Adi Ignatius, editor-in-chief of Harvard Business Review, interviewed Brad Smith, president and chief legal officer at Microsoft, in front of a packed crowd yesterday to discuss the recent surge in corporate activism.
With Cambridge Analytics, Facebook, Equifax and other companies in the news for privacy concerns, Adi asked Brad about the moral and ethical responsibilities of companies and the factors that have led to an increase in corporate activism.
Brad believes there are a number of trends at play—the politically-charged nature of our times, the fact that there is a historically low level of trust in the government, an increased level of trust in companies, and a growing sense that organizations are more capable of driving change than our governments.
When evaluating whether to get involved in lobbying efforts or other initiatives, Microsoft looks at three criteria:
· Is it important to our business?
· Is it important to our customers?
· Is it in the best interest of our employees?
The last question is particularly critical. Brad shared that he’s found companies tend to think about employee wellbeing solely in the workplace. But, as he put it, if they have a nice place to work but can’t afford to live in their home of choice, or get healthcare, or marry the person they want to marry, then their work life will be negatively affected. When assessing employees’ best interests, he urged companies to look beyond the office to the community as a whole.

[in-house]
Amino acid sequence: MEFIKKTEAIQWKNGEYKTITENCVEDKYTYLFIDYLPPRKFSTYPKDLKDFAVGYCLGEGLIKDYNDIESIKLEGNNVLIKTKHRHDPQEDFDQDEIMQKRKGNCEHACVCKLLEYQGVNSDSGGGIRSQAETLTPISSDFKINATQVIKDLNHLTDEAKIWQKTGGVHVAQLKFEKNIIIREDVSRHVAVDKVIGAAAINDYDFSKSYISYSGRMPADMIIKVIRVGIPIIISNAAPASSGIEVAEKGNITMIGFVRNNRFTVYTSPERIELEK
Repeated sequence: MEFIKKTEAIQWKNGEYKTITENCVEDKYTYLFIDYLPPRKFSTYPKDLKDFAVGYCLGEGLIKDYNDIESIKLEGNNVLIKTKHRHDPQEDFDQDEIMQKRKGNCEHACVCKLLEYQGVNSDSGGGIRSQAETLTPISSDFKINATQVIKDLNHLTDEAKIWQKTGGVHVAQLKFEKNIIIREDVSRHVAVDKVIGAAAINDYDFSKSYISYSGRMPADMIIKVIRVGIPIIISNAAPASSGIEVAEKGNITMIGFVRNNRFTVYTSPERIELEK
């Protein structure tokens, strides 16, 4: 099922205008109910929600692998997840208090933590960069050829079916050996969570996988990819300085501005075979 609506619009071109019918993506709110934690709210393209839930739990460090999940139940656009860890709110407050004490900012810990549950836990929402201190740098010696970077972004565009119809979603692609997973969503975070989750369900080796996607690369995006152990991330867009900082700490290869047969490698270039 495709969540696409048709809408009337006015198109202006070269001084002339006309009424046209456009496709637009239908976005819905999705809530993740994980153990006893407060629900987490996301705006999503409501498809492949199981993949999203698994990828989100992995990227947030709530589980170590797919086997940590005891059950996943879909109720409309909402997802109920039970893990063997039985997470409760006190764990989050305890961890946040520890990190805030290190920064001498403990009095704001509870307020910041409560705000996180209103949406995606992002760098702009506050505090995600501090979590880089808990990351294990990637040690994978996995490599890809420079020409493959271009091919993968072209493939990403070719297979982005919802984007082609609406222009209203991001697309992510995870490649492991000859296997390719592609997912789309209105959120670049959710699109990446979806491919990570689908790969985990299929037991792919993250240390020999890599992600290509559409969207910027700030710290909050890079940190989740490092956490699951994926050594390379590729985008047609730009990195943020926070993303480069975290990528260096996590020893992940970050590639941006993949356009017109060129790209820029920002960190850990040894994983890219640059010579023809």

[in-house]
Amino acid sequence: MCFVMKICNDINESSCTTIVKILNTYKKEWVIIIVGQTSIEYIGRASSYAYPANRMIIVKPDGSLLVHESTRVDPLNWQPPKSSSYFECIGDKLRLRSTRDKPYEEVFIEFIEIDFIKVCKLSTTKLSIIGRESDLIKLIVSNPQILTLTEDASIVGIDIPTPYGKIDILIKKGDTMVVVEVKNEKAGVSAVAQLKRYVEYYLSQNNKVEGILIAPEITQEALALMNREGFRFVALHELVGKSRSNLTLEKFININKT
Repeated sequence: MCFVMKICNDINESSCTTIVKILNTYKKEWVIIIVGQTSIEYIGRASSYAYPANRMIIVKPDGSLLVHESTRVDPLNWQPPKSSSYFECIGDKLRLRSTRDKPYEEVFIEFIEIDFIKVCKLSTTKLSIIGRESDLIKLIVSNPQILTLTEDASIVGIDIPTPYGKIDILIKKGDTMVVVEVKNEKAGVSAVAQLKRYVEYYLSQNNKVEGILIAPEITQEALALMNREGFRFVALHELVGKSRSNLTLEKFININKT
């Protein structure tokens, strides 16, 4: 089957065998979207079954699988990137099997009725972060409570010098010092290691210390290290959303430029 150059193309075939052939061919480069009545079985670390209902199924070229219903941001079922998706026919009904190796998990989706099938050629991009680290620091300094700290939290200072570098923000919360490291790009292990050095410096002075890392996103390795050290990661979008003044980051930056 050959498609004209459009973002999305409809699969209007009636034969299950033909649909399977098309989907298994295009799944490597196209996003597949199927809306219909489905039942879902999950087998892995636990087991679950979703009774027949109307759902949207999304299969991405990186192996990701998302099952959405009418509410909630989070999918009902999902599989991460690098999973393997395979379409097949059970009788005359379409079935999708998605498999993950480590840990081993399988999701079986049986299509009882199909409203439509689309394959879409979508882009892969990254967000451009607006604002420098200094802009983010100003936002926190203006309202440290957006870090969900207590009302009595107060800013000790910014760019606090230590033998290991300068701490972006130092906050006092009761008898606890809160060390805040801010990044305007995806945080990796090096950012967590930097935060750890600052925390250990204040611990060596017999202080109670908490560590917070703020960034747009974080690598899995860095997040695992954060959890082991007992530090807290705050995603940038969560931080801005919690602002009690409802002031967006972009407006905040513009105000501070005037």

Brad talked about Microsoft’s experiences in shaping legislation, and how the company has had to make changes to its own policies to ensure it’s in compliance with the laws for which it is lobbying. He gave an example where Microsoft’s policy changes were bigger news than the passage of the legislation itself, with analysts suggesting that other organizations might feel compelled to follow suit given that Microsoft embraced the change.
Through these and other anecdotes, Brad and Adi underscored that it’s fundamentally important for companies to have a conscience. Calling it “a brave new world,” they said that companies have a responsibility to honor the trust people place in them and drive positive change.